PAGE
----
Facing criminal charges is a daunting experience, and for members of the military, the legal landscape can be unique and complex. Understanding the distinctions between civilian and military criminal defense is essential for those who serve in the armed forces. Here are the key differences between civilian and military criminal defense.
Jurisdiction and Legal System
In the civilian criminal justice system, offenses are prosecuted under state or federal law. The accused is tried in a civilian court, and the legal proceedings follow the rules and procedures established by the jurisdiction where the alleged crime occurred.
Military criminal offenses fall under the jurisdiction of the Uniform Code of Military Justice (UCMJ). Military courts, including courts-martial, handle these cases. The military justice system operates separately from civilian courts, with its own set of rules and procedures.
Civilian law enforcement agencies, such as local police departments or federal agencies like the FBI, typically conduct investigations in civilian criminal cases.
Military law enforcement agencies, such as the Military Police, Naval Criminal Investigative Service (NCIS), or Air Force Office of Special Investigations (AFOSI), investigate military criminal offenses.
In civilian criminal cases, defendants have the right to legal representation, and if they cannot afford an attorney, one may be provided for them by the state. Defendants can choose an attorney of their preference or rely on a public defender.
Service members facing military criminal charges are entitled to legal representation provided by the military, often through a military defense counsel. Additionally, they have the option to hire a civilian defense attorney at their own expense.
Courts and Tribunals
Civilian criminal cases are typically tried in state or federal district courts. Appeals can progress through state appellate courts, federal circuit courts, and ultimately, the U.S. Supreme Court.
Military criminal cases are adjudicated in military courts, known as courts-martial. Appeals within the military justice system may go through the military appellate courts and, if necessary, to the U.S. Court of Appeals for the Armed Forces.
Sentencing and Punishment
Sentencing in civilian criminal cases often involves imprisonment, fines, probation, or a combination of these penalties. The severity of the sentence depends on factors such as the nature of the crime and the defendant’s criminal history.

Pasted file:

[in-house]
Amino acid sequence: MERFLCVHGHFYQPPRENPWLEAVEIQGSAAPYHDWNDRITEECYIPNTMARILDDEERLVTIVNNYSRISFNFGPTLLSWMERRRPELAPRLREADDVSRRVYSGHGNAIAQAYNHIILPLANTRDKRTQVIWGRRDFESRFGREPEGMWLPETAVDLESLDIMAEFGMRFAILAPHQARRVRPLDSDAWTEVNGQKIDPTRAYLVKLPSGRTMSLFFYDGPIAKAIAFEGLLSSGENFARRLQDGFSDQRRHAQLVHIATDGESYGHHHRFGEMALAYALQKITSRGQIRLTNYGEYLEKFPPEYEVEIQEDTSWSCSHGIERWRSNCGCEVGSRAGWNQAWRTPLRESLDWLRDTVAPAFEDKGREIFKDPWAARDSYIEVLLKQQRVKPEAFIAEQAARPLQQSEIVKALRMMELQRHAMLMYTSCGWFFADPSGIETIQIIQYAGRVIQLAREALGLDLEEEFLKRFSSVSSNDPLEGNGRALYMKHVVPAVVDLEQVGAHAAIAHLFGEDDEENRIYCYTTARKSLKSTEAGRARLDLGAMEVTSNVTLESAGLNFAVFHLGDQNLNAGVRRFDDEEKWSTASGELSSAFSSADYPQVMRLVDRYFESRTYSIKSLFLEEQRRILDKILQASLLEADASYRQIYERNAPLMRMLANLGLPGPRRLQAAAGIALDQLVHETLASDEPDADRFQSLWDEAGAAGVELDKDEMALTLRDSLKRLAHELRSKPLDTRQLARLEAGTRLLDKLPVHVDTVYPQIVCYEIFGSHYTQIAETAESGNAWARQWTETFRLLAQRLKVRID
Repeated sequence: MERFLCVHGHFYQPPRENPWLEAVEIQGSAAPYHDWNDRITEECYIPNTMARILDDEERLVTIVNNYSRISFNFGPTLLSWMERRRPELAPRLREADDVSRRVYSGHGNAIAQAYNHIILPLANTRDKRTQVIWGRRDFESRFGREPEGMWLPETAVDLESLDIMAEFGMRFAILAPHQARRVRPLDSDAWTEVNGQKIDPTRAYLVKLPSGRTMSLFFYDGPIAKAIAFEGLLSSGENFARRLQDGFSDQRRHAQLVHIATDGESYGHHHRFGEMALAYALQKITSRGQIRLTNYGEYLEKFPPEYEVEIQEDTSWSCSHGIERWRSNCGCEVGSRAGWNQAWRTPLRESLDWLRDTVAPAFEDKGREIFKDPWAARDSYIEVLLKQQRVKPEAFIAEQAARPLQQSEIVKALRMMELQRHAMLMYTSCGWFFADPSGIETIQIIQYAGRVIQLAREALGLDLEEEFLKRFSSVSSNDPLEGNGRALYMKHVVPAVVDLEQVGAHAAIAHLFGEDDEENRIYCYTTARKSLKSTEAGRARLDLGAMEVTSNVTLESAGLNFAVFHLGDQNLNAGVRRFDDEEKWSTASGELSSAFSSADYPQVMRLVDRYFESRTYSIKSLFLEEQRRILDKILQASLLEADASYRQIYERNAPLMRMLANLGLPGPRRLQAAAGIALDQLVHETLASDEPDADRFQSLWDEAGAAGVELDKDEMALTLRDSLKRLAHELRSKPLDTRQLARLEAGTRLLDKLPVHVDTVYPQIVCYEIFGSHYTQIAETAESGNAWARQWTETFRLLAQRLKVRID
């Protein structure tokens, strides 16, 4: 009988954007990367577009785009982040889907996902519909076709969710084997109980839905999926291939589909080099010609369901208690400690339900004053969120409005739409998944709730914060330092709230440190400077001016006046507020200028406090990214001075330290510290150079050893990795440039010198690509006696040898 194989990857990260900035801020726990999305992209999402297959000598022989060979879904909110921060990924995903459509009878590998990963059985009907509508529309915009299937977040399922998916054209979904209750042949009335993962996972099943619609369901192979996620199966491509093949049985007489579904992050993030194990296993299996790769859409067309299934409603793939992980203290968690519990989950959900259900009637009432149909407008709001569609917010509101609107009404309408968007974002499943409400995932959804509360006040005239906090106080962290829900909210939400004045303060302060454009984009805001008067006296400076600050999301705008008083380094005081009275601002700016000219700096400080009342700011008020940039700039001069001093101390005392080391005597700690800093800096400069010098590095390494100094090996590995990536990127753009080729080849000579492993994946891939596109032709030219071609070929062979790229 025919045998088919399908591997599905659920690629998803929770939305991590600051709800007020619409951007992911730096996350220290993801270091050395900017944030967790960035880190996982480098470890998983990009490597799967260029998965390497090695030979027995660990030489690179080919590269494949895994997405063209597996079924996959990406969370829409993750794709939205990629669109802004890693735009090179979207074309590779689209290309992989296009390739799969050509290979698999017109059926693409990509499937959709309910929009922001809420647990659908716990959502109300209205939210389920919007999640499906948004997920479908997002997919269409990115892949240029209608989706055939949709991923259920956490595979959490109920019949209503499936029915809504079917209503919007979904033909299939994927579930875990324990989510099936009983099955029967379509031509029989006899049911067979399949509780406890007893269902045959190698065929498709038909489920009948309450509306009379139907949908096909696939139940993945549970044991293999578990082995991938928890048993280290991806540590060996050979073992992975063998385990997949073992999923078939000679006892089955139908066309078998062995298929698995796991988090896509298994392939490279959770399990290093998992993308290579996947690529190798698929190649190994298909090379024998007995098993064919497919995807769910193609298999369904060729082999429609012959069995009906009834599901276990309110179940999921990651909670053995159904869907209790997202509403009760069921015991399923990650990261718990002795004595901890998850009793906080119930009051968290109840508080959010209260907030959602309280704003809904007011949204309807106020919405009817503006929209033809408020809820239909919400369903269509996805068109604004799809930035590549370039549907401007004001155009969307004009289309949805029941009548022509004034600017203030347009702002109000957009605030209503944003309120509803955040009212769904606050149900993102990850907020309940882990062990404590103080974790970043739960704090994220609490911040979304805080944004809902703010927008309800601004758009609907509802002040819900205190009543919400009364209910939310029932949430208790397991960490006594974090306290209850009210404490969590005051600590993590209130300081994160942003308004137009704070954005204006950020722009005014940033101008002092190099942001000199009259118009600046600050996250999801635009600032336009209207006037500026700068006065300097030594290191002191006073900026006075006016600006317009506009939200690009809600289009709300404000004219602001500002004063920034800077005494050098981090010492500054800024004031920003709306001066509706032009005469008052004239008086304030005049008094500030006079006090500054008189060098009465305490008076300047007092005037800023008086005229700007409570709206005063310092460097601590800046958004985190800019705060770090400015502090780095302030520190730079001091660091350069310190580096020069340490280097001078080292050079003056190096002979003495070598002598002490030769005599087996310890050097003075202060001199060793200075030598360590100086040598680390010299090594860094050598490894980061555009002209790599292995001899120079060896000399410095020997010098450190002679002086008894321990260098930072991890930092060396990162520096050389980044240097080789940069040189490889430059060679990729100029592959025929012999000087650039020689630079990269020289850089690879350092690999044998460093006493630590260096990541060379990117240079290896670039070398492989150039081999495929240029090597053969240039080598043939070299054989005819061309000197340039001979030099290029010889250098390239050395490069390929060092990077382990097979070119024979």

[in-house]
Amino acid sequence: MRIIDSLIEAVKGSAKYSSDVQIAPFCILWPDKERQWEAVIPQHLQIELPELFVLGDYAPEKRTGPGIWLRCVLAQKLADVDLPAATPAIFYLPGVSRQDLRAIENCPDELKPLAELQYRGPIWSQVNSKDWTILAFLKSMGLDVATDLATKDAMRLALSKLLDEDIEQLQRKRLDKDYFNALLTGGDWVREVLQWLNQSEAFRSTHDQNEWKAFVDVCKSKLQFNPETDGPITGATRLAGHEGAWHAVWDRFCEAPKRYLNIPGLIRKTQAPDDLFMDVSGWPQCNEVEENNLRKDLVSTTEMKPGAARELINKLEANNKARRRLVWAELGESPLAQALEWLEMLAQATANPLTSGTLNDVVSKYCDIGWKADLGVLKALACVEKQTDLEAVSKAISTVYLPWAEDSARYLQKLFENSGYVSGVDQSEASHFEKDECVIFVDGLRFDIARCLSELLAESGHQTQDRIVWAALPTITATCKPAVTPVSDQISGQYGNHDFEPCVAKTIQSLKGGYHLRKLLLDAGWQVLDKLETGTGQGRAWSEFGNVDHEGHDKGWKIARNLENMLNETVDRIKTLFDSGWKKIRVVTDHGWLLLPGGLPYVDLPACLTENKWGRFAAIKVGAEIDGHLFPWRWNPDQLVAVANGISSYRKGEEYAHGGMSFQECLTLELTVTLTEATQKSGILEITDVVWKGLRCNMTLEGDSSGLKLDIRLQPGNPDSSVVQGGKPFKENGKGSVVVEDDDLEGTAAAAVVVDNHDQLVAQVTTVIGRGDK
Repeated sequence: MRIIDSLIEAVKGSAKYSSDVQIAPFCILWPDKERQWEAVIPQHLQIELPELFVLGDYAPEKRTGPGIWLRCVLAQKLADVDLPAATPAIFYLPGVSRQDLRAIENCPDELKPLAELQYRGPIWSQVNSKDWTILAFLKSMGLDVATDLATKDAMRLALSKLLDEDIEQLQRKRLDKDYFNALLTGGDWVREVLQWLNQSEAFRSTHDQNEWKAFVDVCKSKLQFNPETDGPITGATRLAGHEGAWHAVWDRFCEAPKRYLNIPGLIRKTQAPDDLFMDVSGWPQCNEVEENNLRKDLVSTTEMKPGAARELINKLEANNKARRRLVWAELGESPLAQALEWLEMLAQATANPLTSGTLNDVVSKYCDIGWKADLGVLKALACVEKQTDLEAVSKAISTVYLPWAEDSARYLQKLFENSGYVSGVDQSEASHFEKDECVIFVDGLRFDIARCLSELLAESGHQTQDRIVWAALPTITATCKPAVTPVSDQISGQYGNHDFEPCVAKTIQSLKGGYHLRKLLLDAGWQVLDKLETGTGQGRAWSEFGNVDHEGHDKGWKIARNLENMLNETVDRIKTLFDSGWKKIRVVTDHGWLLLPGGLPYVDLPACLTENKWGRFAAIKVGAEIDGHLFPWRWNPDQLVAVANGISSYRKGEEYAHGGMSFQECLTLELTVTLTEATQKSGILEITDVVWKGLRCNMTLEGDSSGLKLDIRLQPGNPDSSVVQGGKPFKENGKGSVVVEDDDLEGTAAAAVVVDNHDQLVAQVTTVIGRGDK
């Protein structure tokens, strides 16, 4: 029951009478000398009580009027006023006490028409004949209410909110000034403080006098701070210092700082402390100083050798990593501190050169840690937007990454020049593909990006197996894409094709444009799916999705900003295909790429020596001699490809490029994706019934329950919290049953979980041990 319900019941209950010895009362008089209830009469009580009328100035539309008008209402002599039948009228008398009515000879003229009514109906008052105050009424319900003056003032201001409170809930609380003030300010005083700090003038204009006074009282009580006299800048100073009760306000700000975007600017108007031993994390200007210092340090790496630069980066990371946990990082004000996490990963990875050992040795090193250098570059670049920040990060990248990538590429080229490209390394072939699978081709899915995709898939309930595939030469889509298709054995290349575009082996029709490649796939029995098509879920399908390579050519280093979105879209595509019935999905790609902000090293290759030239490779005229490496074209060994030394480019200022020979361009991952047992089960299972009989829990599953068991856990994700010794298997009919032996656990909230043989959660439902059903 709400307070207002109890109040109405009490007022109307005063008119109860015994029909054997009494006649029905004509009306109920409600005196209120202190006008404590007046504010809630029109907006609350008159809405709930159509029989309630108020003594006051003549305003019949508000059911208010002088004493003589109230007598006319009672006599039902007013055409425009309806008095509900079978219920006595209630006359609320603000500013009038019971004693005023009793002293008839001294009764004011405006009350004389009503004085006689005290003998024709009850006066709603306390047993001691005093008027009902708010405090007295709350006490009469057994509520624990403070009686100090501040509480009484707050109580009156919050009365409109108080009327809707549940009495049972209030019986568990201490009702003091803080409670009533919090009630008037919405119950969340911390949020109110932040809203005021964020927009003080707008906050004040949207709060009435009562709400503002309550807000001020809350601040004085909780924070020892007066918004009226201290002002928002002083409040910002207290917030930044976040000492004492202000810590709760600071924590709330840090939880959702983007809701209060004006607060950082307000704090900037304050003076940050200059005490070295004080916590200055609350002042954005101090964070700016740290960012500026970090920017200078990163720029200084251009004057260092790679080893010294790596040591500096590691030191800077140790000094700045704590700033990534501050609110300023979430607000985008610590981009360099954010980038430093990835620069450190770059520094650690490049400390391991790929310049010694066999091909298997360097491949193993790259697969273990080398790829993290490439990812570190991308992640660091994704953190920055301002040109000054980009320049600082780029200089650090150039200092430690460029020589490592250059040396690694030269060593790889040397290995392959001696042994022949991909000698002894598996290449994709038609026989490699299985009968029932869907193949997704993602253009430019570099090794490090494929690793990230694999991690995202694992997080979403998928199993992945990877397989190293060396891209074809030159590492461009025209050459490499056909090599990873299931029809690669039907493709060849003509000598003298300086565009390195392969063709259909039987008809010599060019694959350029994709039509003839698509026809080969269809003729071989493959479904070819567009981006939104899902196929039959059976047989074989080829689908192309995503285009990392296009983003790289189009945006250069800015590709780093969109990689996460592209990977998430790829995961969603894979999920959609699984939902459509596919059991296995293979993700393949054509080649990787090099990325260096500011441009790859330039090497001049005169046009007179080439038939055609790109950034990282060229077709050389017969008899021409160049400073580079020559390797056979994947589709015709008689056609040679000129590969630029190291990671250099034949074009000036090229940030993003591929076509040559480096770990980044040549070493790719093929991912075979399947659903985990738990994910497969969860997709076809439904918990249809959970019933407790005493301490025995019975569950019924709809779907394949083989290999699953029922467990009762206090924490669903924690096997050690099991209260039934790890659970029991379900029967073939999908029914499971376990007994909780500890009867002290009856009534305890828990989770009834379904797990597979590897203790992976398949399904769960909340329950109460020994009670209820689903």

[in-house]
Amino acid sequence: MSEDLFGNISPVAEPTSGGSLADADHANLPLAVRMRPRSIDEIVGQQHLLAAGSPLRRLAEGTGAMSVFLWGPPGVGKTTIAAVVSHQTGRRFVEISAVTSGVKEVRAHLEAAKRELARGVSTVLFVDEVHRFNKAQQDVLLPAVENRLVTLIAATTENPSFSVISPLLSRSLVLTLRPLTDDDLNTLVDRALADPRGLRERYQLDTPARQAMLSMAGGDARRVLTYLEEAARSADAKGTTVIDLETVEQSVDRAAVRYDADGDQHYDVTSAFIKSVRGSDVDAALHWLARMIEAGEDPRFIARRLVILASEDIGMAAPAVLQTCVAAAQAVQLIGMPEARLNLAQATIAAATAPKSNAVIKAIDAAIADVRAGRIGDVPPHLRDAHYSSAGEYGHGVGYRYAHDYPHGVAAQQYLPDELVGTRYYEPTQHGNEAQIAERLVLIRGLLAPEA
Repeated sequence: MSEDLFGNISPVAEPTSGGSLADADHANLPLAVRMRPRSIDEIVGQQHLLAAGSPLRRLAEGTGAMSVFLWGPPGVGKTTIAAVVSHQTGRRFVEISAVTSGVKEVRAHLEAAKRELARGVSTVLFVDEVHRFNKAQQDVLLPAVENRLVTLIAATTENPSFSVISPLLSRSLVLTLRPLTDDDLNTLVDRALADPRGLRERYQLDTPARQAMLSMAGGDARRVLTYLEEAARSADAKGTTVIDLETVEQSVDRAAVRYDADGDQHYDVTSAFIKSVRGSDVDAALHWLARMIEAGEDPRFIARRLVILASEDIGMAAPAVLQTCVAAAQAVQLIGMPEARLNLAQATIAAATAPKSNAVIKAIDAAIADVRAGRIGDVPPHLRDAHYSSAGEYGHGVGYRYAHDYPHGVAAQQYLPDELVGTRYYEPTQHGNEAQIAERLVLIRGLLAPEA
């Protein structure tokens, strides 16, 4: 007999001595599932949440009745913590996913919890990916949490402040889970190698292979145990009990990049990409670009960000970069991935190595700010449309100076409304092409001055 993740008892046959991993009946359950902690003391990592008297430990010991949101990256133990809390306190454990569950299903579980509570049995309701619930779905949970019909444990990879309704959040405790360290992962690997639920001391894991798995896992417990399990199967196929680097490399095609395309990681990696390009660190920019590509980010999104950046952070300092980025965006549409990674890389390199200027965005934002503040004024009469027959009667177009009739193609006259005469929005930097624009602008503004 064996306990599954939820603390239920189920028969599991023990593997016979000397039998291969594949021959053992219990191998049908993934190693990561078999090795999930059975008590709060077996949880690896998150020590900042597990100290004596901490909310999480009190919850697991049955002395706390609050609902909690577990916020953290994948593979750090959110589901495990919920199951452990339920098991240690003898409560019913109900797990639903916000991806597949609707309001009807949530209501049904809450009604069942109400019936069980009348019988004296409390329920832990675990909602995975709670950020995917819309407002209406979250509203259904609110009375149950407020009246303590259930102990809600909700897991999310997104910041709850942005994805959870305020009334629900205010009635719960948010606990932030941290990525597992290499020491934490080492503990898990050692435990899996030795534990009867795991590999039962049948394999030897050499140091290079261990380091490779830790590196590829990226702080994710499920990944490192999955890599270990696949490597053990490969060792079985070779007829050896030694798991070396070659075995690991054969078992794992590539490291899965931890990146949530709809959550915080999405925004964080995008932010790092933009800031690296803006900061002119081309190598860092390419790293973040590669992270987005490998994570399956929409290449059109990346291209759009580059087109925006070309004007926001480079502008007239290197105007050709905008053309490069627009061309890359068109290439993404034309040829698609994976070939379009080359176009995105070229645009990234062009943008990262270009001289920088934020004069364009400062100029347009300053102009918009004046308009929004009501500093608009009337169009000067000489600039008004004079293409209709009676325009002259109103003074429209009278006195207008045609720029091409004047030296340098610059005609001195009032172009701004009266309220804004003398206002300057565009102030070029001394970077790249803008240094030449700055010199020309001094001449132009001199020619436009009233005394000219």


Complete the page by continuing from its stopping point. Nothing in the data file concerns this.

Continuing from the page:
Military courts-martial can impose various penalties, including confinement, fines, reduction in rank, and discharge from the military. Sentencing decisions are made by a military judge or a panel of military members.
Rules of Evidence
Civilian courts follow the Federal Rules of Evidence or state-specific rules, regulating the admissibility of evidence during trial. The rules emphasize fairness and reliability.
Military courts-martial adhere to the Manual for Courts-Martial (MCM), which includes the Military Rules of Evidence. These rules are tailored to the unique aspects of military trials.
While both civilian and military criminal defense systems share the common goal of upholding justice, the differences in jurisdiction, legal systems, and procedures highlight the distinct nature of each.
Service members facing military criminal charges should be aware of these disparities and seek the counsel of experienced military defense attorneys who have a deep understanding of military law.
The Court-Martial Law Division of Aviso Law LLC Helps Military Members in Colorado Who Have Been Charged with a Crime
The U.S. Government has an interest in obtaining a conviction as soon as possible, as it does not wish to gain negative publicity about one of its service members. That is why it is so important to consult with a knowledgeable and experienced military attorney as soon as possible. If you are a military service member and have been charged with a crime under the UCMJ, the Court-Martial Law Division of Aviso Law LLC can help. We proudly serve our military members, who sacrifice so much for our country. To learn more or to schedule a free consultation, contact us today!